Subscribe to the World's Most Popular Newsletter (it's free!)
Lyme disease remains a controversial illness, recent events have created an unprecedented opportunity to make progress against this serious tick-borne infection. Evidence presented during the legally mandated review of the restrictive
Lyme guidelines of the Infectious Diseases Society of America (IDSA) has confirmed the potential for persistent infection with the
Lyme spirochete, Borrelia burgdorferi, as well as the complicating role of tick-borne coinfections such as Babesia, Anaplasma, Ehrlichia, and Bartonella species associated with failure of short-course antibiotic therapy. Furthermore, renewed interest in the role of cell wall-deficient (CWD) forms in chronic bacterial infection and progress in understanding the molecular mechanisms of biofilms has focused attention on these processes in chronic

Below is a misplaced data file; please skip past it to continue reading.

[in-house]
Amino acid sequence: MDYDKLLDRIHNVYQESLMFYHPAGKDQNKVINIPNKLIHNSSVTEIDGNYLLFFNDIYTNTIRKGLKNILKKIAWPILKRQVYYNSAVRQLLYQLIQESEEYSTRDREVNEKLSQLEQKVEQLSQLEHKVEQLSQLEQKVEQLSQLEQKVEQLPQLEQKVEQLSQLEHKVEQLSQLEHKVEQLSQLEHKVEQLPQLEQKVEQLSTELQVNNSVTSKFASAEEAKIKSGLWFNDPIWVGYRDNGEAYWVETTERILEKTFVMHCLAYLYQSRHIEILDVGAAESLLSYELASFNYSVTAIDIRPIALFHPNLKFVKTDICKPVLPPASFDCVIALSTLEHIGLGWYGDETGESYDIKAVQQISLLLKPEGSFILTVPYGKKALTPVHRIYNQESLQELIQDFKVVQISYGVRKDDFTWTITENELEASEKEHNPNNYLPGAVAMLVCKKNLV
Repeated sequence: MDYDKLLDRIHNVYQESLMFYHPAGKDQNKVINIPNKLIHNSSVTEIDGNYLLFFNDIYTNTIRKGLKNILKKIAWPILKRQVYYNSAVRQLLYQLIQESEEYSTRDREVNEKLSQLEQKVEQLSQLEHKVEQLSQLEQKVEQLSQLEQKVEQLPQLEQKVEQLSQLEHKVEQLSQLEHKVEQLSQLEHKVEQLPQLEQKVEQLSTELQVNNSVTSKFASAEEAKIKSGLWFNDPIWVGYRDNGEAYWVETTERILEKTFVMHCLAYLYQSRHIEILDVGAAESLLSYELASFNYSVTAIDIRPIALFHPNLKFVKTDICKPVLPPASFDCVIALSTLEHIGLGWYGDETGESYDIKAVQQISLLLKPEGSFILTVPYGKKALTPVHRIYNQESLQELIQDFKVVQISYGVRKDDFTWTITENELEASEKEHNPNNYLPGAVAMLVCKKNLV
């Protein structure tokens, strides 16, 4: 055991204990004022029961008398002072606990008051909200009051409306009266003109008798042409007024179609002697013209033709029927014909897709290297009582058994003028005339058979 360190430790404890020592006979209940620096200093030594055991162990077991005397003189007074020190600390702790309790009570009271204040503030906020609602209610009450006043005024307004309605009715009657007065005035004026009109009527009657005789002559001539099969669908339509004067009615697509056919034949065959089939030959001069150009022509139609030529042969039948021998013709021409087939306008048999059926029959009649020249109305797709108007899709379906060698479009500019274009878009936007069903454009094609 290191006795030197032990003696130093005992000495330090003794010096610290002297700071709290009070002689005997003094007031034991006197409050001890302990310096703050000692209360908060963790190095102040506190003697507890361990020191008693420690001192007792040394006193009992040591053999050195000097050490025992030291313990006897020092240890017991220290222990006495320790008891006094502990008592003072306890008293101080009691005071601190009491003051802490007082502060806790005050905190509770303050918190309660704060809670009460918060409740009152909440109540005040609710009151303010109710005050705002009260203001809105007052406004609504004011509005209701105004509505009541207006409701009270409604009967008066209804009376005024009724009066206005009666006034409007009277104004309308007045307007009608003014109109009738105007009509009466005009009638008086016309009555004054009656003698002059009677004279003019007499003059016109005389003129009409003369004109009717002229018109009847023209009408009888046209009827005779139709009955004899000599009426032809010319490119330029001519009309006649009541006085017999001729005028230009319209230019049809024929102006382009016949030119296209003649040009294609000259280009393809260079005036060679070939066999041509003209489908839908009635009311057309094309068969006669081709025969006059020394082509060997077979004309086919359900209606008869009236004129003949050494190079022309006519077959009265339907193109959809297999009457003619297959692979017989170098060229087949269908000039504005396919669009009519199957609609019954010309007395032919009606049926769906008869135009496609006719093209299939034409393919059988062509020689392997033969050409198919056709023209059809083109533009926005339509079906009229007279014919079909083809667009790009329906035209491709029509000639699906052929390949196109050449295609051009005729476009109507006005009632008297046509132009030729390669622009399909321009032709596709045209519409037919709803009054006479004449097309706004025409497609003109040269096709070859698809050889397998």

Lyme disease. Recognition of the importance of CWD forms and biofilms in persistent B. burgdorferi infection should stimulate pharmaceutical research into new antimicrobial agents that target these mechanisms of chronic infection with the
Lyme spirochete. Concurrent clinical implementation of proteomic screening offers a chance to correct significant deficiencies in
Lyme testing. Advances in these areas have the potential to revolutionize the diagnosis and treatment of
Lyme disease in the coming decade.